How to Talk to Your Kids About Race and Racism
The time to start talking about race with your kids was yesterday.
Racial injustice is nothing new, but with the ongoing, worldwide protests in the wake of the death of George Floyd, it’s now visible to many white families in a way that it hasn’t been in the past. That means that parents are having some difficult conversations—with each other and with their children—about race that they likely had the privilege of putting off.
“A good parallel to this anxiety is the trepidation parents have about talking about reproductive functions,” says Charles Adams, co-founder of Lion’s Story, a program dedicated to teaching people how to solve racially charged situations. “We don’t create space for young people to talk about race, and historically, we haven’t given them the best inputs.”
Even if you’ve shied away from the topic of race in the past, it’s time to start explaining racism to your kids right now.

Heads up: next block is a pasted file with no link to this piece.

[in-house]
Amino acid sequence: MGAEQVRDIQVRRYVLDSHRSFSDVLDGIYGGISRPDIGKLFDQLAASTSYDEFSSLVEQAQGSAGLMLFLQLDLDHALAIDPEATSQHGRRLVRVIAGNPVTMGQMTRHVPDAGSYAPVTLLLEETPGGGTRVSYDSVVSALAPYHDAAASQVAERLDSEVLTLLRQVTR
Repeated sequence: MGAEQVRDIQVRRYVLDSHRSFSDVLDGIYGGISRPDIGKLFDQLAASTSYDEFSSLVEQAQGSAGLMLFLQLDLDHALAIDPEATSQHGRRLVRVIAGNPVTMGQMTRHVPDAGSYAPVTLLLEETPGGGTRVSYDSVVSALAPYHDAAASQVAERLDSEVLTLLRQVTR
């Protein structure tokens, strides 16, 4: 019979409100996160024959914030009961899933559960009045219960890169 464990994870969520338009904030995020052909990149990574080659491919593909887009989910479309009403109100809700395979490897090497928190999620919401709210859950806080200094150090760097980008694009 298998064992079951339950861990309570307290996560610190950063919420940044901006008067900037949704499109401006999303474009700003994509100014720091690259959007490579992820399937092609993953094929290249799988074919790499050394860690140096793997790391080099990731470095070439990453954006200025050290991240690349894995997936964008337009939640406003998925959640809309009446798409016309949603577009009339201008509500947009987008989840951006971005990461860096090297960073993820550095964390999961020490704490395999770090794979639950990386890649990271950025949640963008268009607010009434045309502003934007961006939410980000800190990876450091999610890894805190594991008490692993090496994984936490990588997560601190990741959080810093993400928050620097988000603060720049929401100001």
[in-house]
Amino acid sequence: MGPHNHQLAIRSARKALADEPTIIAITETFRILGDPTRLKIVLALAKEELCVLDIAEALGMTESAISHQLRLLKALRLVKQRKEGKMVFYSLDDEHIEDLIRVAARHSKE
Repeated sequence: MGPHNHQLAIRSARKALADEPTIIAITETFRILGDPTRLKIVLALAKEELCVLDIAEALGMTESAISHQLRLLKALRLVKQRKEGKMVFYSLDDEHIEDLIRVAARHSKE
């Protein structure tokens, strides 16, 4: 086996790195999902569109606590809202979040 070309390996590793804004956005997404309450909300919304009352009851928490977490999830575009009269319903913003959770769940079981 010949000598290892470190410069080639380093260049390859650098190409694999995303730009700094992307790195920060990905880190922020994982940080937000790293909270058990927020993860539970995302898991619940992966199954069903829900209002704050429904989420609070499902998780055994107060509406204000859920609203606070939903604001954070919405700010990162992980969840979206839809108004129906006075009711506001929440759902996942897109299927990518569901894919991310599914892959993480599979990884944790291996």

“Teaching your kids about racism shows your kid how much you care about them,” Adams says. “If I don’t say anything to my son, that’s on me, and if a white person doesn’t say anything and their child says [the] n-word, that’s on that family. Before they get to college, they have to be equipped with racial literacy and history and identity. We need to make sure that they have the prerequisites before they’re out of our sight.”
If you need a little help teaching your kids about race and racism, here’s how to get started.